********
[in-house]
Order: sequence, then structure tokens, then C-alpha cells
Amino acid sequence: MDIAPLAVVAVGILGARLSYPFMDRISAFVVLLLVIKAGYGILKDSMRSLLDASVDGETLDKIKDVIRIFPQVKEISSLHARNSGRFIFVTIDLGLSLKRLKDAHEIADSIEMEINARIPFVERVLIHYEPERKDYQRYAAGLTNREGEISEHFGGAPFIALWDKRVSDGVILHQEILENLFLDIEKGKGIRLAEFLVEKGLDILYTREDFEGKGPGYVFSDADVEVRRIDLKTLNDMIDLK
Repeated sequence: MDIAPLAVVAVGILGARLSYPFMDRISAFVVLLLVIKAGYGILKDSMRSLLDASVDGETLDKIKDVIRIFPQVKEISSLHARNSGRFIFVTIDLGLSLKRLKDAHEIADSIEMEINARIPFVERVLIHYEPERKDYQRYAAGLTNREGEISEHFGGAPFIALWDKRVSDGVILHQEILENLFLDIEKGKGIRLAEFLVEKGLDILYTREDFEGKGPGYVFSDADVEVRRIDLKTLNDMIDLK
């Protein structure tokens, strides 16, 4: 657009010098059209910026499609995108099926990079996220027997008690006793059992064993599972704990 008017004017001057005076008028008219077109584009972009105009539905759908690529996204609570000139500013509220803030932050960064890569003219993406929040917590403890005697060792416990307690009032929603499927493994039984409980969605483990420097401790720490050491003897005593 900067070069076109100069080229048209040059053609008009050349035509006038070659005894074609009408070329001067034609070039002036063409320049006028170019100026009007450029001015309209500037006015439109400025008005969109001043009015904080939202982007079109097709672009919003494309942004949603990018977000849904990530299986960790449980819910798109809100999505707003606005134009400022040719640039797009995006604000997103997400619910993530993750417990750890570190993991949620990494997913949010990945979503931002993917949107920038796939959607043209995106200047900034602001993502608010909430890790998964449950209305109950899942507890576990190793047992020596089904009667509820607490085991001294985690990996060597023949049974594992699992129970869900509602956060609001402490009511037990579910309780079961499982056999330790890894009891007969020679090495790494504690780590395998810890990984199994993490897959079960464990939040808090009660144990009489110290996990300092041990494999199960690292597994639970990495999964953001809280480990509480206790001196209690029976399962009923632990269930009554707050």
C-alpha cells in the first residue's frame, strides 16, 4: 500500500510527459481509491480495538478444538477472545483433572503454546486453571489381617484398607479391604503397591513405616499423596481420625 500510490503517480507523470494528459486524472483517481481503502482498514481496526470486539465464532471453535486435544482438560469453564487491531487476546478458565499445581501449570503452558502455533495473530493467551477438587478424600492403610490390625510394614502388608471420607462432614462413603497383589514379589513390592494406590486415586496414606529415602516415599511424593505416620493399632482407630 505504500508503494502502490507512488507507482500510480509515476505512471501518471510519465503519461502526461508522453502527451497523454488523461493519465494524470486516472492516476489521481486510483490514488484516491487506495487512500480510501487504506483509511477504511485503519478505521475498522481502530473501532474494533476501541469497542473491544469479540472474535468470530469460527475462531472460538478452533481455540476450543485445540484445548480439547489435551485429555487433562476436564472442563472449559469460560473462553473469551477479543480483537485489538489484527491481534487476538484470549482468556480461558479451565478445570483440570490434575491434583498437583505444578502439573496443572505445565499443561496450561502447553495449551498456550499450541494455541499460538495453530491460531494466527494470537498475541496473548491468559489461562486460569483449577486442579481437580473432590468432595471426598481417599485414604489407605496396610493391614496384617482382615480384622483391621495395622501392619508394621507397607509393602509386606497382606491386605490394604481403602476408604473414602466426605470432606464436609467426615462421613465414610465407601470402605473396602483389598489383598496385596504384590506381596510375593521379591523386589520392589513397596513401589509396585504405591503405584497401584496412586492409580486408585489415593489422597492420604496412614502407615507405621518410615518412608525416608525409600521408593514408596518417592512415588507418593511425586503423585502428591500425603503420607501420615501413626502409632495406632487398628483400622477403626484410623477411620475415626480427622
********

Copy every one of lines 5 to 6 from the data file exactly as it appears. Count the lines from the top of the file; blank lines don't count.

């Protein structure tokens, strides 16, 4: 657009010098059209910026499609995108099926990079996220027997008690006793059992064993599972704990 008017004017001057005076008028008219077109584009972009105009539905759908690529996204609570000139500013509220803030932050960064890569003219993406929040917590403890005697060792416990307690009032929603499927493994039984409980969605483990420097401790720490050491003897005593 900067070069076109100069080229048209040059053609008009050349035509006038070659005894074609009408070329001067034609070039002036063409320049006028170019100026009007450029001015309209500037006015439109400025008005969109001043009015904080939202982007079109097709672009919003494309942004949603990018977000849904990530299986960790449980819910798109809100999505707003606005134009400022040719640039797009995006604000997103997400619910993530993750417990750890570190993991949620990494997913949010990945979503931002993917949107920038796939959607043209995106200047900034602001993502608010909430890790998964449950209305109950899942507890576990190793047992020596089904009667509820607490085991001294985690990996060597023949049974594992699992129970869900509602956060609001402490009511037990579910309780079961499982056999330790890894009891007969020679090495790494504690780590395998810890990984199994993490897959079960464990939040808090009660144990009489110290996990300092041990494999199960690292597994639970990495999964953001809280480990509480206790001196209690029976399962009923632990269930009554707050």
C-alpha cells in the first residue's frame, strides 16, 4: 500500500510527459481509491480495538478444538477472545483433572503454546486453571489381617484398607479391604503397591513405616499423596481420625 500510490503517480507523470494528459486524472483517481481503502482498514481496526470486539465464532471453535486435544482438560469453564487491531487476546478458565499445581501449570503452558502455533495473530493467551477438587478424600492403610490390625510394614502388608471420607462432614462413603497383589514379589513390592494406590486415586496414606529415602516415599511424593505416620493399632482407630 505504500508503494502502490507512488507507482500510480509515476505512471501518471510519465503519461502526461508522453502527451497523454488523461493519465494524470486516472492516476489521481486510483490514488484516491487506495487512500480510501487504506483509511477504511485503519478505521475498522481502530473501532474494533476501541469497542473491544469479540472474535468470530469460527475462531472460538478452533481455540476450543485445540484445548480439547489435551485429555487433562476436564472442563472449559469460560473462553473469551477479543480483537485489538489484527491481534487476538484470549482468556480461558479451565478445570483440570490434575491434583498437583505444578502439573496443572505445565499443561496450561502447553495449551498456550499450541494455541499460538495453530491460531494466527494470537498475541496473548491468559489461562486460569483449577486442579481437580473432590468432595471426598481417599485414604489407605496396610493391614496384617482382615480384622483391621495395622501392619508394621507397607509393602509386606497382606491386605490394604481403602476408604473414602466426605470432606464436609467426615462421613465414610465407601470402605473396602483389598489383598496385596504384590506381596510375593521379591523386589520392589513397596513401589509396585504405591503405584497401584496412586492409580486408585489415593489422597492420604496412614502407615507405621518410615518412608525416608525409600521408593514408596518417592512415588507418593511425586503423585502428591500425603503420607501420615501413626502409632495406632487398628483400622477403626484410623477411620475415626480427622